“History and current practice show us that vaccines are the most successful and cost-effective tool available for preventing disease and death,” said Lisa Gulla, president of the New Jersey Association of County and City Health Officials, one of only two individuals to support the legislation at the hearing. “Vaccines safeguard individuals and entire communities by preventing and reducing the spread of infectious disease.”

The bill is a long-time priority for health committee chairman Herb Conaway Jr. (D-Burlington), a physician who is now the lone sponsor, and it dates back nearly a decade. Conaway said he was increasingly concerned about the “pockets of outbreaks of communicable disease that are vaccine-preventable,” which he said seem to correlate with geographic areas that hold “a number of nonimmunizing persons.”

NJ’s vaccination rates

Nationwide, at least 94 percent of kindergarten-aged children had received the required trio of vaccines that protect against a host of diseases, including chicken pox, measles, mumps, rubella, and whooping cough, among others, according to data compiled by the federal Centers for Disease Control and Prevention for the 2016- 2017 school year. New Jersey inoculated 96.5 percent of youngsters against these conditions, slightly lower than the rates in New York but a few points above the numbers reported from Pennsylvania.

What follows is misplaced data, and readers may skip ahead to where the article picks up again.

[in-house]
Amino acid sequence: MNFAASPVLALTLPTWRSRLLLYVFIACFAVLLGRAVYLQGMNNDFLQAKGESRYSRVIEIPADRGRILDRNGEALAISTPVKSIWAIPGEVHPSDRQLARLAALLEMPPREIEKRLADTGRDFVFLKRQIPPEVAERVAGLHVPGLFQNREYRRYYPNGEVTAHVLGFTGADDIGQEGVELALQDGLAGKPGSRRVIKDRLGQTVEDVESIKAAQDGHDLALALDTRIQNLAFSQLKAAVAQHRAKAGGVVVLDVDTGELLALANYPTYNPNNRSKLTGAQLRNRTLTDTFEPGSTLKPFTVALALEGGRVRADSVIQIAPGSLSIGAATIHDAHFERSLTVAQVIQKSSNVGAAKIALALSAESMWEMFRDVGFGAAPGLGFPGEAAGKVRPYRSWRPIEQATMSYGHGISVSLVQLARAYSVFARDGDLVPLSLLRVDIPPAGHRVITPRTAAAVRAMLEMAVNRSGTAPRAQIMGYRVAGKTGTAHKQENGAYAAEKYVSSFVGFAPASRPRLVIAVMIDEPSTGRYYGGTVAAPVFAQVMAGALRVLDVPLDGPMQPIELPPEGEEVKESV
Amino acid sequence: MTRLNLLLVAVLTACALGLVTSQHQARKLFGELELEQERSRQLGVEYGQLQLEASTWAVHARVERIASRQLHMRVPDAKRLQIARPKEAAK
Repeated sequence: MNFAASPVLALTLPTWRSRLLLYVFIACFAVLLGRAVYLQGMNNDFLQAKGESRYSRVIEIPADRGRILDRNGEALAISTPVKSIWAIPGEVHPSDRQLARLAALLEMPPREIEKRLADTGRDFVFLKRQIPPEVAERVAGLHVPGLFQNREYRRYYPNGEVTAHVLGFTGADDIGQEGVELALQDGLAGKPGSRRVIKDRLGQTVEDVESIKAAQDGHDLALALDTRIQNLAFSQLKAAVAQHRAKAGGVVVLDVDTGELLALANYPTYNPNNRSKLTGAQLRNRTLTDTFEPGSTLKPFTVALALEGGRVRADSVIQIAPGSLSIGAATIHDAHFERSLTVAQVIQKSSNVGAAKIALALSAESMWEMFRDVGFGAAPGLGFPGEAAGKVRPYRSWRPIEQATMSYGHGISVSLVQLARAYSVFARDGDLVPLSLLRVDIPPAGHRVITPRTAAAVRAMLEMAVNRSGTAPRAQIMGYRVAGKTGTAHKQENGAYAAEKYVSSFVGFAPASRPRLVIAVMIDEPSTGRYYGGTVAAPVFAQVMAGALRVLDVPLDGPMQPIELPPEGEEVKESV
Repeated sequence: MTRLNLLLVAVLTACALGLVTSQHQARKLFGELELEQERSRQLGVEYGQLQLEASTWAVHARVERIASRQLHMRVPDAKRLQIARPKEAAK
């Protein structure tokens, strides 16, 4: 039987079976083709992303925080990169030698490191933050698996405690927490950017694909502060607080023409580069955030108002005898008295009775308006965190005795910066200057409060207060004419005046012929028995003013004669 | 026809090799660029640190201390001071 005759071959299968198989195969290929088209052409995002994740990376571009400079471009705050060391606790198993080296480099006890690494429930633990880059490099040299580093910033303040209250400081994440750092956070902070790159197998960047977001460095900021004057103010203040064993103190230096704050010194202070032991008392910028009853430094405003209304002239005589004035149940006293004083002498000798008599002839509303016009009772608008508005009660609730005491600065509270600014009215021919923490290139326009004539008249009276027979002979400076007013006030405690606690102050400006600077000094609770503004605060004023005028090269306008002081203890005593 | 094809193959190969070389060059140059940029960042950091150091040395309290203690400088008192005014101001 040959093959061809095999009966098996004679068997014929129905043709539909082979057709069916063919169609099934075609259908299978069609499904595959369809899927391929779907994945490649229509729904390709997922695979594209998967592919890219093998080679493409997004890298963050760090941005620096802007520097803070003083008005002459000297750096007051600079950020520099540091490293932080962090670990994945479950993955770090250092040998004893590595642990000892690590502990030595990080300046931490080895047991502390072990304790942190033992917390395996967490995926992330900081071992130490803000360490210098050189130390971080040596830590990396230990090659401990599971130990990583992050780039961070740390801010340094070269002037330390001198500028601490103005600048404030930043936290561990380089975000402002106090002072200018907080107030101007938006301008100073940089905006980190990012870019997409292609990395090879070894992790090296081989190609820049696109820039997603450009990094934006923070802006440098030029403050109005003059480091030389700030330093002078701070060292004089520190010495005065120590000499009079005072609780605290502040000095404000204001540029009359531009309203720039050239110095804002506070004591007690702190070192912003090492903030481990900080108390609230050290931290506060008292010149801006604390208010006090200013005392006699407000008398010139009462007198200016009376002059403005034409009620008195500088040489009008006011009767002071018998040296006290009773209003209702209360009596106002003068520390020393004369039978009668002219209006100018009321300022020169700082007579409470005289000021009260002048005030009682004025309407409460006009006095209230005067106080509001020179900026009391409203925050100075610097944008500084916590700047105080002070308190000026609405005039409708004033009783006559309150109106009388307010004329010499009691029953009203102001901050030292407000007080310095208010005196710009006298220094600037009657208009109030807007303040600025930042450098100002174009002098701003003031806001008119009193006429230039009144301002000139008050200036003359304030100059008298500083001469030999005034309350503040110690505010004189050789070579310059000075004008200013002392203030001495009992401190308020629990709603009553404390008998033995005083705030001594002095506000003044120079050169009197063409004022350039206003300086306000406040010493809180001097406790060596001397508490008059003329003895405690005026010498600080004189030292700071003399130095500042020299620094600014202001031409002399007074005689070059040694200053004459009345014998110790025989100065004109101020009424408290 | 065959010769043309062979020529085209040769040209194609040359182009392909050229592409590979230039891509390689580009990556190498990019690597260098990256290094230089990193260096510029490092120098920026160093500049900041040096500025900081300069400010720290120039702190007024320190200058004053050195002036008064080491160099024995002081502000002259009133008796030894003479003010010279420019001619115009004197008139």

The CDC also found that nationwide, 2 percent of kindergarteners received an exemption to this policy in 2016-2017 — the vast majority for religious or other reasons, not medical concerns — and up from 0.9 percent the previous school year. New Jersey’s exemption rate rose to 1.9 percent in 2016-2017 from 1.8 percent the year before; New York ticked up to 1 percent from 0.9 percent during that time; and exemptions in Pennsylvania increased to 2.3 percent from 2.2 percent in 2015-2016.